Psychological workplace risks, meaning workplace factors that can cause stress, such as bullying and harassment, have increasingly become generally acknowledged as global issues. This affects all countries, professions and workers.
Today, we will discuss about workplace or office bullying and how to manage various situations associated with this matter.
The Impact of Bullying and Stress on Workers
Based on an interview study conducted on the subject, the harassed workers portrayed symptoms such as nervousness, irritability, chronic fatigue, insomnia, tension, memory problems, physical pains, aggression, depression, and self-hatred.
This study presented a comprehensive description of the health damaging effects of bullying or harassment at work. Additionally, there is a British study in 70 organisations that found a strong correlation between frequency of bullying and physical and mental well-being – slightly more among men than among women.
For example, women reported more symptoms than men. Yet men reacted more strongly to persistent criticism of work and effort, being ignored and attempts to find faults. On the other hand, women reacted more to negative acts such as hints that they should quit their job, pressure not to claim something to which they were entitled, having allegations made against them and repeated reminders of mistakes.
In turn, the constant bullying, harassment, and stress on workers demonstrated consequences such as reduced self-confidence, low self-worth, shyness, an increased sense of vulnerability as well as feelings of guilt and self-contempt.
After the onset of bullying, workers had developed psychological and psychosomatic symptoms. They developed problems such as inability to concentrate, mood swings, anxiety, sleep problems, fear and depressive symptoms, headaches, respiratory and cardiac complaints, hypertension and hypersensitivity to sounds, and many more. Moreover, some workers had chronic diseases which have high chances to get worse.
Signs and Solutions for Workplace Bullying
There are various terms which are used by different countries for hostile behavior like bullying. Moral harassment, psychological violence, mobbing, work or employee abuse, mistreatment, emotional abuse, bossing, victimization, intimidation, psychological terrorization, moral and power harassment are the terms often used to describe this behavior.
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Laws, regulations, codes, and guidelines on workplace bullying, harassment, violence, and discrimination may come under the authority of a variety of departments or agencies as these issues address not only health and safety risks, but touch on the human resources, legal, and human rights, criminal behaviour, and public health realms as well.
Some examples of workplace bullying are the following:
Described as “systematic collective violence” and it “typically involves a group of workers ganging up on a target worker and subjecting that person to psychological harassment”. It can be expressed in many different actions such as singling out and isolating the victimized worker, depriving him or her from social activities, or spreading false information or acts of defamation.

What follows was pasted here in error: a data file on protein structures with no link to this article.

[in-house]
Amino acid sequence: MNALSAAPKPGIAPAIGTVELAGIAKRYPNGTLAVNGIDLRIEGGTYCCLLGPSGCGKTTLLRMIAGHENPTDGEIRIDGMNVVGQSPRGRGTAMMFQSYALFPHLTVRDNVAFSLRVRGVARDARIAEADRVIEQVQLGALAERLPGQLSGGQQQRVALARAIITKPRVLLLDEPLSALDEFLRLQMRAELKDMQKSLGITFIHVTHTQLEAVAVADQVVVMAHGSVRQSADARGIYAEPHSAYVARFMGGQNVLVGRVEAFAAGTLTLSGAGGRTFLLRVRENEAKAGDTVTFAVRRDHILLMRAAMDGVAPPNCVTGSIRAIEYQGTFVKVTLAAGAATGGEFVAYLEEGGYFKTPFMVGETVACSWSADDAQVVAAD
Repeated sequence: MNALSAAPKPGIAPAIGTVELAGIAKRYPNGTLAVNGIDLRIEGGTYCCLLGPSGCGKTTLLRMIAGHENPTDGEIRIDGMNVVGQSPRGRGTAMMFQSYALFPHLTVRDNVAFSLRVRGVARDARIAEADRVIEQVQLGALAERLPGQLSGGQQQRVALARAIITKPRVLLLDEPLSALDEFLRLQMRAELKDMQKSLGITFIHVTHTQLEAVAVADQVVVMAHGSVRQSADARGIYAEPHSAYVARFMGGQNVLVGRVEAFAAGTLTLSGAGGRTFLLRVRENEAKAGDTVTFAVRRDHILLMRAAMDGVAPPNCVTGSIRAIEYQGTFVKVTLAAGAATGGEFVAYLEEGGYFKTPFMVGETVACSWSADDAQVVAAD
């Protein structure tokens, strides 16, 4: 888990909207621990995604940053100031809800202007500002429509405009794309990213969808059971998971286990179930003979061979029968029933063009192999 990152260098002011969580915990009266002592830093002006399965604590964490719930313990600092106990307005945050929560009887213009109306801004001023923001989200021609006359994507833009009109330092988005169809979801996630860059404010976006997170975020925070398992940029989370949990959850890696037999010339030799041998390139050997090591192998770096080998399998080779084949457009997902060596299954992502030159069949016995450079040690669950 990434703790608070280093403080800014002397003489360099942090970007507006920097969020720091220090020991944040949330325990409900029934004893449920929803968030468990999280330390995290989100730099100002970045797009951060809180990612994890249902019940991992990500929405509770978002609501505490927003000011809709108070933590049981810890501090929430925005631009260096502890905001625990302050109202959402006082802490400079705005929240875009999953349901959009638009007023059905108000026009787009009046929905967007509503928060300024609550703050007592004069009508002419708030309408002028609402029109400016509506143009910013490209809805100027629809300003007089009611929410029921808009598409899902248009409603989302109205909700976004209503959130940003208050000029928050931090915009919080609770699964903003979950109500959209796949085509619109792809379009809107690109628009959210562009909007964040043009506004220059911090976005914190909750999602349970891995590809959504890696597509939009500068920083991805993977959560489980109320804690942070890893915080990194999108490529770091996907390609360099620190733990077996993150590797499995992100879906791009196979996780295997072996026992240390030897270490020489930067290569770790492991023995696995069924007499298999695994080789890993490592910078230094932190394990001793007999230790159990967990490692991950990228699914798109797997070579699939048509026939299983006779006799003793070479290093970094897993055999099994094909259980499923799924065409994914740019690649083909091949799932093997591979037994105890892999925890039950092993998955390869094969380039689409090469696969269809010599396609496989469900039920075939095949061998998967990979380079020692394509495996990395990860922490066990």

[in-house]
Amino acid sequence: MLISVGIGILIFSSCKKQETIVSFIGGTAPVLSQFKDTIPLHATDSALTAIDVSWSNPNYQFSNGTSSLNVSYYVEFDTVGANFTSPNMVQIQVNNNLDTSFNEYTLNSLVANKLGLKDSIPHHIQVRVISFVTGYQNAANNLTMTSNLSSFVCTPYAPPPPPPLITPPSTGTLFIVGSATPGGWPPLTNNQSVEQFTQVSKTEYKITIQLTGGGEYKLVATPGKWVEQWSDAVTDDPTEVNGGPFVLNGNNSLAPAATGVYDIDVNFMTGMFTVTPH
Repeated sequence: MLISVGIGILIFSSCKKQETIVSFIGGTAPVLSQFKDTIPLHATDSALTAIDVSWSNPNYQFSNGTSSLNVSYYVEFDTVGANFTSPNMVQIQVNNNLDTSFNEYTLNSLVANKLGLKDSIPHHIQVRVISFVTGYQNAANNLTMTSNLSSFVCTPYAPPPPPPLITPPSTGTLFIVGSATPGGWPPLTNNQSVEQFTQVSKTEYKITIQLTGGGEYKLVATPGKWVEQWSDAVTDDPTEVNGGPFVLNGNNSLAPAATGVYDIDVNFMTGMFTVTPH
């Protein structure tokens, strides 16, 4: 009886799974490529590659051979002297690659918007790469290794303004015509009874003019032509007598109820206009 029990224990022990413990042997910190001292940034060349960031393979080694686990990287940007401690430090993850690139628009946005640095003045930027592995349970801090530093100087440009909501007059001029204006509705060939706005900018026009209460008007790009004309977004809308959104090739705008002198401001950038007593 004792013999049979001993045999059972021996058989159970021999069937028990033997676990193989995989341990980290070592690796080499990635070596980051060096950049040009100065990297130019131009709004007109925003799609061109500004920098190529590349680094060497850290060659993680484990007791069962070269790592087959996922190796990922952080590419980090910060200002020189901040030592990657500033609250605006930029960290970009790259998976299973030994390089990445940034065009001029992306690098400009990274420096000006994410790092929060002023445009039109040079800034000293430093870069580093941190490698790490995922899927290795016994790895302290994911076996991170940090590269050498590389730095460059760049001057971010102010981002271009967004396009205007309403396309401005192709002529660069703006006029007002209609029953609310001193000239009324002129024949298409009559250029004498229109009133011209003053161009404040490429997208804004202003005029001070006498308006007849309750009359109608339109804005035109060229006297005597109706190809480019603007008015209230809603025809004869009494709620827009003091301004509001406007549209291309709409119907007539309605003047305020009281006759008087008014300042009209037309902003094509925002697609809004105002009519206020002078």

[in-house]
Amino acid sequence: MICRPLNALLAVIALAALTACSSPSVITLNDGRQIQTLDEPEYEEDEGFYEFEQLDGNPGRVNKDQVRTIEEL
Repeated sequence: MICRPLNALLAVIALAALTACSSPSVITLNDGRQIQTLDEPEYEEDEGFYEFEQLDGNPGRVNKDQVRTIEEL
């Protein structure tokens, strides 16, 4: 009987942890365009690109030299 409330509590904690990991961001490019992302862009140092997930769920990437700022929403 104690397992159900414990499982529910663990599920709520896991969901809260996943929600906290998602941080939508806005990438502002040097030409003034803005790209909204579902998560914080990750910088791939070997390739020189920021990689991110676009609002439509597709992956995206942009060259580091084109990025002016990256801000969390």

Discrimination and harrassment
It is often referred to as unequal treatment of an individual or class/group, based on certain protected characteristics like age, race, disability, religion, ethnicity, gender, sexual orientation, or family status and always predicated on a person being a member of protected category, more likely based on a status-blind harassment.
This is mostly determined by the work organization, work design, and labor relations. This happens when the demands of the job don’t match or exceed the capabilities, resources, or needs of the worker or vice versa.
Based on the book, “Bully at Work”, bullying is a multifaceted problem that requires multidisciplinary solutions:
- Behavioural and organizational researchers
- Mental health practitioners
- Legal resources
- Organized labor
- Employee advocates
- Management and Human Resources
- Dispute-resolution specialists
In this section, we provide you some effective ways to help yourself or others cope with workplace bullying and regain their dignity at work based on some references:
- 1. Keep in mind and remember that people make mistakes. Take a moment to size up the situation and determine if the “bullying” was simply a one-time incident due to someone having a bad day. If yes, then consider letting it go and moving on.
- 2. Take care of yourself, be courageous, and develop an action plan to address the concern.
- 3. Come up with a plan of how you are going to address the bullying concern and be sure to include its impacts on productivity, well-being, and morale coupled with some possible solutions.
- 4. Practice having healthy emotional boundaries that keep you from reacting or feeling bad about yourself when workplace bullying occurs. So, don’t always take bullying personally.
- 5. Speak up and stand your ground when communicating with a bully. Show that you are strong and persistent.
- 6. Consider new opportunities with other companies if the problem still exists.
- 7. Always write and document everything that relates to your interactions with the bully which enables your to have a timeline of events and will help you later on in recalling information when necessary.
Whether it exists at school or at work, bullying is a complex phenomenon that has increasingly become a major societal problem in many countries. It greatly affects many people and companies in various aspects. Remember to take care of yourself and focus on the positive things that you can do to face this matter. Let us help empower each other to face the issue.
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